January was filled with the frenzied reporting of glowing statistics of last year’s e-commerce performance, especially the impressive results of the online buying during the 1998 holiday season.
I admit it. I am guilty of getting caught up in the moment of this wildly exciting new sales vehicle. I have read dozens of glowing reports by industry analysts, pundits, consultants, e-commerce software providers and others. Each time I read a press release reporting triple digit growth, I pump my forearm and shout, “Woo, Woo, Woo!”
Here’s a sampling of some titles I’ve read recently:
- Survey Says Online Shopping a Hit (Visa USA)
- Retailer Online Storefronts Increase By More Than 300% over 1997 (Ernst & Young)
- It Was an E-Commerce Holiday. Results of New InfoBeads Study Shows 32 Million US Adults Shopped the Web For The December Holidays (InfoBeads)
The Day After
But now, it’s the day after the party. Merchants aren’t feeling quite so giddy. And more than a few are nursing enormous hangovers from lost shipments, no inventory, and credit card screw-ups.
What’s worse, some popular web sites came to a screeching halt even before the holiday blush had faded. If this really were a party, they’d be the ones who passed out on the bed in the spare room before midnight.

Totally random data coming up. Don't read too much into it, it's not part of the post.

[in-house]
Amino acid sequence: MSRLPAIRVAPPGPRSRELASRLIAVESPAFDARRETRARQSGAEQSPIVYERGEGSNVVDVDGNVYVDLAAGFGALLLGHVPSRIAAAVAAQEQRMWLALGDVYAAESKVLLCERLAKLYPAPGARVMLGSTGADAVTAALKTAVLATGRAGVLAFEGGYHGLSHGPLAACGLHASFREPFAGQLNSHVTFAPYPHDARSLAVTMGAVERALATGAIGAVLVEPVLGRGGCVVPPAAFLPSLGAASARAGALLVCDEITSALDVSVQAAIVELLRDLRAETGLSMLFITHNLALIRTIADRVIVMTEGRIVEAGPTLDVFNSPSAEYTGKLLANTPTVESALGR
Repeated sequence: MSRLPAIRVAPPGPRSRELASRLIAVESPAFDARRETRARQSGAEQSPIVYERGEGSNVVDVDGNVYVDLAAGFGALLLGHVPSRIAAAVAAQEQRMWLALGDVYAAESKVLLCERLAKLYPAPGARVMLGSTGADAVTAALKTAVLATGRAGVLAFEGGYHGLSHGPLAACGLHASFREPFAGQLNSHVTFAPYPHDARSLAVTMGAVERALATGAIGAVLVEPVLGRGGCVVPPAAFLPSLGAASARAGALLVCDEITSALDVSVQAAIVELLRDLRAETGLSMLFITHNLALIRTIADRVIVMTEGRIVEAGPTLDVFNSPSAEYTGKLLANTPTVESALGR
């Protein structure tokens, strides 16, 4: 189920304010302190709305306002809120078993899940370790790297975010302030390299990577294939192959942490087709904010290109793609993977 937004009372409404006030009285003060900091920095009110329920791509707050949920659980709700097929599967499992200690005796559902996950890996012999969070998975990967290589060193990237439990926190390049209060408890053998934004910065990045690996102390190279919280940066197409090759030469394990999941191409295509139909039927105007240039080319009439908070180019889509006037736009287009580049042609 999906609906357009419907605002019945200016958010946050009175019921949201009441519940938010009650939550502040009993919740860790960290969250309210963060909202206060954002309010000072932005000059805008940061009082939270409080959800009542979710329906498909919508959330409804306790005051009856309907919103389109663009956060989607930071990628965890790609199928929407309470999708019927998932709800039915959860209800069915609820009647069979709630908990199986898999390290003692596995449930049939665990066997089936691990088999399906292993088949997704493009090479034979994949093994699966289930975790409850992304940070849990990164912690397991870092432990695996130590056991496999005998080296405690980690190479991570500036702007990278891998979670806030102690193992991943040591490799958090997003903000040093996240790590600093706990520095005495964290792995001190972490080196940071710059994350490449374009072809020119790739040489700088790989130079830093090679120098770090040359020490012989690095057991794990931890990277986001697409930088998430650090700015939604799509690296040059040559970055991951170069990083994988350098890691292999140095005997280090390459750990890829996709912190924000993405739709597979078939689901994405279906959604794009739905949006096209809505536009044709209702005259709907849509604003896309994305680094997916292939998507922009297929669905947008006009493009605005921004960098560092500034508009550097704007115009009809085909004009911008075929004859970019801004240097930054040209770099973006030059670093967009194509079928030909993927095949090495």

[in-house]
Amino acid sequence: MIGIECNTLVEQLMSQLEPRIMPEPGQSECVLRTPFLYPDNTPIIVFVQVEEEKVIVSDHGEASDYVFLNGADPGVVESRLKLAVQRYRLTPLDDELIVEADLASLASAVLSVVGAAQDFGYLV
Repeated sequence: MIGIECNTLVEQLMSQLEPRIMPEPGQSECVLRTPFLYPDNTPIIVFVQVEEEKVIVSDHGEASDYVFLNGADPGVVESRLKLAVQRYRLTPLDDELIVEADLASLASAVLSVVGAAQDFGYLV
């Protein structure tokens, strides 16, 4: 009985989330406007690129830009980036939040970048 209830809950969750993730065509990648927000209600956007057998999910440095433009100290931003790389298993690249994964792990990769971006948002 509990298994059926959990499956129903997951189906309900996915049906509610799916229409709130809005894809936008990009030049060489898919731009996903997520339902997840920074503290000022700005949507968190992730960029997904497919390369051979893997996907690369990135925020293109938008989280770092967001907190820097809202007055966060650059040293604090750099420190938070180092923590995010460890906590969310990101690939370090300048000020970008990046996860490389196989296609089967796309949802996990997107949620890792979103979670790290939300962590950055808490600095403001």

The official reviews of e-commerce success in 1998 are mixed. A recent Jupiter Communications survey of online shoppers indicates that online retailers should “resist the temptation to focus exclusively on growing market share and focus their efforts on customer service and retention.”
Shoppers biggest beefs included: 1) problems with merchandise availability, 2) the additional costs of shipping and handling, and 3) slow site performance.
Hair Of The Dog
This year will be the year that online retailers put more focus on tightening up processes — basically, everything that happens behind the web browser. So here are a few pointers for online retailers:
- Forecasting/predictive modeling. Mail-order companies have gotten forecasting down to a science in order to achieve 95 to 99 percent order shipment results. Forecasting and predictive modeling will help you plan for the ” peaks and valleys” of your web buying. It helps you ensure that your web servers can handle bursts of traffic. Forecasting can help you plan your staffing requirements for your high and low seasons.
- Customer service. With a customer-centric system, you can provide customers with useful services like order confirmation, order tracking, and an easy way to locate a human being. A primary reason the web is so attractive to retailers is that it saves them money by automating many customer services and lowering people costs. But if your web-based customer service system isn’t easy, or isn’t well-integrated with your call center, then you won’t achieve the cost savings you are looking for.
- Security/privacy. I am sure you hear more than your fair share about this issue, but it is the biggest reason people don’t buy online. How about a safe shopping guarantee?